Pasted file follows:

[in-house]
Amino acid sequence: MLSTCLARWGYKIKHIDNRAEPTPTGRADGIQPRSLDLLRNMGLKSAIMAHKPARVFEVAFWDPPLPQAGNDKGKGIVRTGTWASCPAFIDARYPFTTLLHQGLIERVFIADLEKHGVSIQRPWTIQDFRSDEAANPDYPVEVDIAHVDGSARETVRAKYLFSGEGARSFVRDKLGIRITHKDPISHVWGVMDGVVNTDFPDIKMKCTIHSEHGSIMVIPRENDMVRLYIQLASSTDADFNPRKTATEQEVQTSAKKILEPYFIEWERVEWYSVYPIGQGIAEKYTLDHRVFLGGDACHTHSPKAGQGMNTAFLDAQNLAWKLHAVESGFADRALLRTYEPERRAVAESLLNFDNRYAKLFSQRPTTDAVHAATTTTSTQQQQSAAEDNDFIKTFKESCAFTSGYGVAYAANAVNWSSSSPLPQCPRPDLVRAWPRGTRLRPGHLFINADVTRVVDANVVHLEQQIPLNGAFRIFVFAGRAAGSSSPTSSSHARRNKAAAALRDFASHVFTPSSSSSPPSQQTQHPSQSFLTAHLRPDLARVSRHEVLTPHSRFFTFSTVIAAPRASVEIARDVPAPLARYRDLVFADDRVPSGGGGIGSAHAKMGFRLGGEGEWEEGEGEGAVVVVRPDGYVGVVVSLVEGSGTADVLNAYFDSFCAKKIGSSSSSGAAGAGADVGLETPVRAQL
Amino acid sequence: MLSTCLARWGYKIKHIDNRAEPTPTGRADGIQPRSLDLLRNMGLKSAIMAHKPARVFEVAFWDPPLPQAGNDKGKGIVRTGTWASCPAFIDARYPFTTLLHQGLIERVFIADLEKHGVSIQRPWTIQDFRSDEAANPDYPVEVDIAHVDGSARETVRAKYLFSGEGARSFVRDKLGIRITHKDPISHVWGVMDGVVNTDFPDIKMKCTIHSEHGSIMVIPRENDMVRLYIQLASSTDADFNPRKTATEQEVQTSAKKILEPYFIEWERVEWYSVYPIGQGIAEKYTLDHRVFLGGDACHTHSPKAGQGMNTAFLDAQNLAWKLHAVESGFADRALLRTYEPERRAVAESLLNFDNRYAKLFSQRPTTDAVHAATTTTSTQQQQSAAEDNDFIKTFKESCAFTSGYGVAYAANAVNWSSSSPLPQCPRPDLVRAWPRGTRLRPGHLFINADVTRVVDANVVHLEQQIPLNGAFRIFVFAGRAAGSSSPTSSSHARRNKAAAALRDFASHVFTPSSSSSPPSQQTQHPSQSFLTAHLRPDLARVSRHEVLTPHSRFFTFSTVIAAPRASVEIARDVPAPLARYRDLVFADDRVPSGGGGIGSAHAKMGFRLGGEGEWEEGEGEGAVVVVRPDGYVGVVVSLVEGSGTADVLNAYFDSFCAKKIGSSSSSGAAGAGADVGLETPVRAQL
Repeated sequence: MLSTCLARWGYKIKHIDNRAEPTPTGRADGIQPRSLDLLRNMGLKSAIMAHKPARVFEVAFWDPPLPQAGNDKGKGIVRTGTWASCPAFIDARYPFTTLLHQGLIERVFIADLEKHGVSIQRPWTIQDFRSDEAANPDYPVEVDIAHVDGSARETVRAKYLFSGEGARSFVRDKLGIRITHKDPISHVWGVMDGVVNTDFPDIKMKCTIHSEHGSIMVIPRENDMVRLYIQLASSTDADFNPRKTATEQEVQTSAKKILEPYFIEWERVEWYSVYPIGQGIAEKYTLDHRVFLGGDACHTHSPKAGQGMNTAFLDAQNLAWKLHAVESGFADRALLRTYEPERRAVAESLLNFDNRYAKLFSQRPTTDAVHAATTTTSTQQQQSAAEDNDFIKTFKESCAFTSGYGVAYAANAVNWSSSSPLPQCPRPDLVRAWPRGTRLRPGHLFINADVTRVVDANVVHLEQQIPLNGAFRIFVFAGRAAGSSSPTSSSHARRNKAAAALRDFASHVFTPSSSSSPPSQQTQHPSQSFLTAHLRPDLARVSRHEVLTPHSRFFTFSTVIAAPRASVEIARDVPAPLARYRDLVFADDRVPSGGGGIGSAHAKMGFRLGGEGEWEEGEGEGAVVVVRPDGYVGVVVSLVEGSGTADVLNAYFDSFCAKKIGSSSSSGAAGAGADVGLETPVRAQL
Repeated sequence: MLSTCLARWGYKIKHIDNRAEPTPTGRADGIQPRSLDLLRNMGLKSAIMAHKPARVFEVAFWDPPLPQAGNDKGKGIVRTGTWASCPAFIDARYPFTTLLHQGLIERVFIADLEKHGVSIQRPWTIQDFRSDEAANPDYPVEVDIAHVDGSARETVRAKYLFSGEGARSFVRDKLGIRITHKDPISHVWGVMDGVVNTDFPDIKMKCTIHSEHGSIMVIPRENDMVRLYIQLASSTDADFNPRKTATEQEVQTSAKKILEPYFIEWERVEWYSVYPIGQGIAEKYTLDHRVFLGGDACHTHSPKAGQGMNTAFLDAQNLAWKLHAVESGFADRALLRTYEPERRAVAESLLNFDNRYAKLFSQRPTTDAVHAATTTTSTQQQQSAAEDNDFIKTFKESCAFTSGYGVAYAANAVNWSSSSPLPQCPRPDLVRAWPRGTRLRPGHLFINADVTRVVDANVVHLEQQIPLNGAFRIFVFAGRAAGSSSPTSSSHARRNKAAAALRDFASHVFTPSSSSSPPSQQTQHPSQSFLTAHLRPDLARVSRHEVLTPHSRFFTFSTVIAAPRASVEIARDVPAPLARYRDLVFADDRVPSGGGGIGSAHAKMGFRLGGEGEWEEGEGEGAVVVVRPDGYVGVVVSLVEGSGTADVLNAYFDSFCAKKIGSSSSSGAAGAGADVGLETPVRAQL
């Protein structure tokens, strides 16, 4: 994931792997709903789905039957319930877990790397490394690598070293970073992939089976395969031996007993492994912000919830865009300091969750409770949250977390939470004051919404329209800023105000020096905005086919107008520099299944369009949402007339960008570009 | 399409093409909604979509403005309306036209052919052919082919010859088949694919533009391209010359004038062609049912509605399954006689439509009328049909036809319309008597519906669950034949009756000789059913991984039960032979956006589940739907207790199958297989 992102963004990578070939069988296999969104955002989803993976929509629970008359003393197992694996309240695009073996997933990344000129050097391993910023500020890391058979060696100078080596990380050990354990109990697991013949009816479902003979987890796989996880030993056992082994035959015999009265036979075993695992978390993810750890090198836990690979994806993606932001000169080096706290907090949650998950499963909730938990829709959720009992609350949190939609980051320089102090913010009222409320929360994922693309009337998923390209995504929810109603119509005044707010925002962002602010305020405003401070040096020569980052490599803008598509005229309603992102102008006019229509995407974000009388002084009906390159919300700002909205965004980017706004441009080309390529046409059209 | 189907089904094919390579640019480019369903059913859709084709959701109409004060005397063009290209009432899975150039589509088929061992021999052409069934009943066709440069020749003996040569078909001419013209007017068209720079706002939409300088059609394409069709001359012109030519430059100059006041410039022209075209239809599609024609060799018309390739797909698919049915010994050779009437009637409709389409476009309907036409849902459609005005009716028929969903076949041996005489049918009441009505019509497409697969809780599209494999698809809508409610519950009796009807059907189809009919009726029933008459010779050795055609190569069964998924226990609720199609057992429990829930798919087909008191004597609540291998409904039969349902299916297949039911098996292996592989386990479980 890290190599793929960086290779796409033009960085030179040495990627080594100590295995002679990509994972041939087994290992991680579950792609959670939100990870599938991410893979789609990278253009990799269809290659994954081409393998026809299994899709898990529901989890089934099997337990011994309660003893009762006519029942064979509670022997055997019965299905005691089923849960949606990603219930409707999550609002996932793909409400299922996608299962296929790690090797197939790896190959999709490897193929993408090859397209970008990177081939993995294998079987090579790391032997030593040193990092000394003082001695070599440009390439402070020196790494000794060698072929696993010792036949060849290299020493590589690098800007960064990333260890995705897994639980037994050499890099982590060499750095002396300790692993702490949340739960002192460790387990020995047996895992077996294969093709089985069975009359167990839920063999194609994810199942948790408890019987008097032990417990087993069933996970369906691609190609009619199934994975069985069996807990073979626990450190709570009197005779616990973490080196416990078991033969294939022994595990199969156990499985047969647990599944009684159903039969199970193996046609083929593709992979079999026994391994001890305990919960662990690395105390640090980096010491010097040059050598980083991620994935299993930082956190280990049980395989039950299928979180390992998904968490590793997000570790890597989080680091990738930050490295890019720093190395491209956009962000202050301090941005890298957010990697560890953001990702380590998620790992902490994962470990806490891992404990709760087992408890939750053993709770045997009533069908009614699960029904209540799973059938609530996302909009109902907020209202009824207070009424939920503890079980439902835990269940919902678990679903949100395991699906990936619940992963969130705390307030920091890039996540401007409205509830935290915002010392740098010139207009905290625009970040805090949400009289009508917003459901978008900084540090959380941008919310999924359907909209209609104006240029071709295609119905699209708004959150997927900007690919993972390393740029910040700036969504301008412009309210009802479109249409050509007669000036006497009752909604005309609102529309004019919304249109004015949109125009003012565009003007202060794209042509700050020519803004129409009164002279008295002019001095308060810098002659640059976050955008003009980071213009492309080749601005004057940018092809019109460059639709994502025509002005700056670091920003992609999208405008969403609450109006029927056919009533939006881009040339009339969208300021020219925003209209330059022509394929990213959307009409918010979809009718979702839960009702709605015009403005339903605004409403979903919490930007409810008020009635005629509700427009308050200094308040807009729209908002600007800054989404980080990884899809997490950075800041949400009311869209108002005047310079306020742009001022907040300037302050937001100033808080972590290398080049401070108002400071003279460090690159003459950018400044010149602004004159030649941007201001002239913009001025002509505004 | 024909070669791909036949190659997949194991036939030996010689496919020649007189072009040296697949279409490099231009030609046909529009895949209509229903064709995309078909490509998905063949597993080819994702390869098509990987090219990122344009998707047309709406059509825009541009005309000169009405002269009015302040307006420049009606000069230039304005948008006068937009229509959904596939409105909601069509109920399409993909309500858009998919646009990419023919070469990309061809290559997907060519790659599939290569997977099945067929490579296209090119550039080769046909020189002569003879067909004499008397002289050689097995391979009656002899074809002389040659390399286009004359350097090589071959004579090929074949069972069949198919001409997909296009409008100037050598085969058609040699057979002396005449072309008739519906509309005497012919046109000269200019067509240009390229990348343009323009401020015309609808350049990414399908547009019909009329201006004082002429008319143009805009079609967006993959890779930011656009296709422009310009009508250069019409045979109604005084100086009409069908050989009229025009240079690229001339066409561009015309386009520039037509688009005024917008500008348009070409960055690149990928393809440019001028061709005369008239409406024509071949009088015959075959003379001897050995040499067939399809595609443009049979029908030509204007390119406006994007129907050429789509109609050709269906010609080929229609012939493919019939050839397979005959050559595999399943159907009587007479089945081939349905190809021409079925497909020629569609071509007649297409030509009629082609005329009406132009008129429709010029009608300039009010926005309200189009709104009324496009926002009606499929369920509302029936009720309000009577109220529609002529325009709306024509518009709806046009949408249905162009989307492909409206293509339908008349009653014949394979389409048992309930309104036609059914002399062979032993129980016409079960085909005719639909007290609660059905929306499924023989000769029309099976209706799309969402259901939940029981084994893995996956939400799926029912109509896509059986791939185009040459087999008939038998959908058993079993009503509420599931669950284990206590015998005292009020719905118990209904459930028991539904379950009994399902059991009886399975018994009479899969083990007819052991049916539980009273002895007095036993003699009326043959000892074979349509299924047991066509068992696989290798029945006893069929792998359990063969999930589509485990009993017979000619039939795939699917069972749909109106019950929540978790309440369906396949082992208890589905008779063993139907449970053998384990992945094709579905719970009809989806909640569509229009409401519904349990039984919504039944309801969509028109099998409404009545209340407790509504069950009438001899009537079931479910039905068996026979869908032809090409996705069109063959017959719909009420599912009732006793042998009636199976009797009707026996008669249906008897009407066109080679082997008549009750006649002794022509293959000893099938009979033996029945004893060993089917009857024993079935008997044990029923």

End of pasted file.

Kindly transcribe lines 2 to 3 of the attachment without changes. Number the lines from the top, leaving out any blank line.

Amino acid sequence: MLSTCLARWGYKIKHIDNRAEPTPTGRADGIQPRSLDLLRNMGLKSAIMAHKPARVFEVAFWDPPLPQAGNDKGKGIVRTGTWASCPAFIDARYPFTTLLHQGLIERVFIADLEKHGVSIQRPWTIQDFRSDEAANPDYPVEVDIAHVDGSARETVRAKYLFSGEGARSFVRDKLGIRITHKDPISHVWGVMDGVVNTDFPDIKMKCTIHSEHGSIMVIPRENDMVRLYIQLASSTDADFNPRKTATEQEVQTSAKKILEPYFIEWERVEWYSVYPIGQGIAEKYTLDHRVFLGGDACHTHSPKAGQGMNTAFLDAQNLAWKLHAVESGFADRALLRTYEPERRAVAESLLNFDNRYAKLFSQRPTTDAVHAATTTTSTQQQQSAAEDNDFIKTFKESCAFTSGYGVAYAANAVNWSSSSPLPQCPRPDLVRAWPRGTRLRPGHLFINADVTRVVDANVVHLEQQIPLNGAFRIFVFAGRAAGSSSPTSSSHARRNKAAAALRDFASHVFTPSSSSSPPSQQTQHPSQSFLTAHLRPDLARVSRHEVLTPHSRFFTFSTVIAAPRASVEIARDVPAPLARYRDLVFADDRVPSGGGGIGSAHAKMGFRLGGEGEWEEGEGEGAVVVVRPDGYVGVVVSLVEGSGTADVLNAYFDSFCAKKIGSSSSSGAAGAGADVGLETPVRAQL
Amino acid sequence: MLSTCLARWGYKIKHIDNRAEPTPTGRADGIQPRSLDLLRNMGLKSAIMAHKPARVFEVAFWDPPLPQAGNDKGKGIVRTGTWASCPAFIDARYPFTTLLHQGLIERVFIADLEKHGVSIQRPWTIQDFRSDEAANPDYPVEVDIAHVDGSARETVRAKYLFSGEGARSFVRDKLGIRITHKDPISHVWGVMDGVVNTDFPDIKMKCTIHSEHGSIMVIPRENDMVRLYIQLASSTDADFNPRKTATEQEVQTSAKKILEPYFIEWERVEWYSVYPIGQGIAEKYTLDHRVFLGGDACHTHSPKAGQGMNTAFLDAQNLAWKLHAVESGFADRALLRTYEPERRAVAESLLNFDNRYAKLFSQRPTTDAVHAATTTTSTQQQQSAAEDNDFIKTFKESCAFTSGYGVAYAANAVNWSSSSPLPQCPRPDLVRAWPRGTRLRPGHLFINADVTRVVDANVVHLEQQIPLNGAFRIFVFAGRAAGSSSPTSSSHARRNKAAAALRDFASHVFTPSSSSSPPSQQTQHPSQSFLTAHLRPDLARVSRHEVLTPHSRFFTFSTVIAAPRASVEIARDVPAPLARYRDLVFADDRVPSGGGGIGSAHAKMGFRLGGEGEWEEGEGEGAVVVVRPDGYVGVVVSLVEGSGTADVLNAYFDSFCAKKIGSSSSSGAAGAGADVGLETPVRAQL